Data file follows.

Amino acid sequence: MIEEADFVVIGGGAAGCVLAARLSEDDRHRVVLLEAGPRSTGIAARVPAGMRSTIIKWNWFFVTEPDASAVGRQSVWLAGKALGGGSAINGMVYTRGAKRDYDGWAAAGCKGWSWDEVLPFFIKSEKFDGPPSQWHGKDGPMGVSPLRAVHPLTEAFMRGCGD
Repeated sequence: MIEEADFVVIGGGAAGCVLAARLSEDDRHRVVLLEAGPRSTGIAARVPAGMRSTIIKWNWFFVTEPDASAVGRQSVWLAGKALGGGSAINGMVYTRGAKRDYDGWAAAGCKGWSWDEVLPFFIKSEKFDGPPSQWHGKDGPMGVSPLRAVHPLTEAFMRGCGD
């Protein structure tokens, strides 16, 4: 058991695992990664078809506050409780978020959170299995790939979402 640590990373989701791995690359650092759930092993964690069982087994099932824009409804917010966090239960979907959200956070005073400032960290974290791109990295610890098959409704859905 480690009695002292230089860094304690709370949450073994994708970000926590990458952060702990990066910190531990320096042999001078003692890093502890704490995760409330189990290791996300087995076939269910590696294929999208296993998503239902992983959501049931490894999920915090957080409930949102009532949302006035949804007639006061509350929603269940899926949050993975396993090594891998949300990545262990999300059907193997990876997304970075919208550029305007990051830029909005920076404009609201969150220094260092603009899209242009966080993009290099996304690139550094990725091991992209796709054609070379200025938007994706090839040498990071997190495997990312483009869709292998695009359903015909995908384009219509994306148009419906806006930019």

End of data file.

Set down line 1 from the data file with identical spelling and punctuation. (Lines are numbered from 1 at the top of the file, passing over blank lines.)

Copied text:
Amino acid sequence: MIEEADFVVIGGGAAGCVLAARLSEDDRHRVVLLEAGPRSTGIAARVPAGMRSTIIKWNWFFVTEPDASAVGRQSVWLAGKALGGGSAINGMVYTRGAKRDYDGWAAAGCKGWSWDEVLPFFIKSEKFDGPPSQWHGKDGPMGVSPLRAVHPLTEAFMRGCGD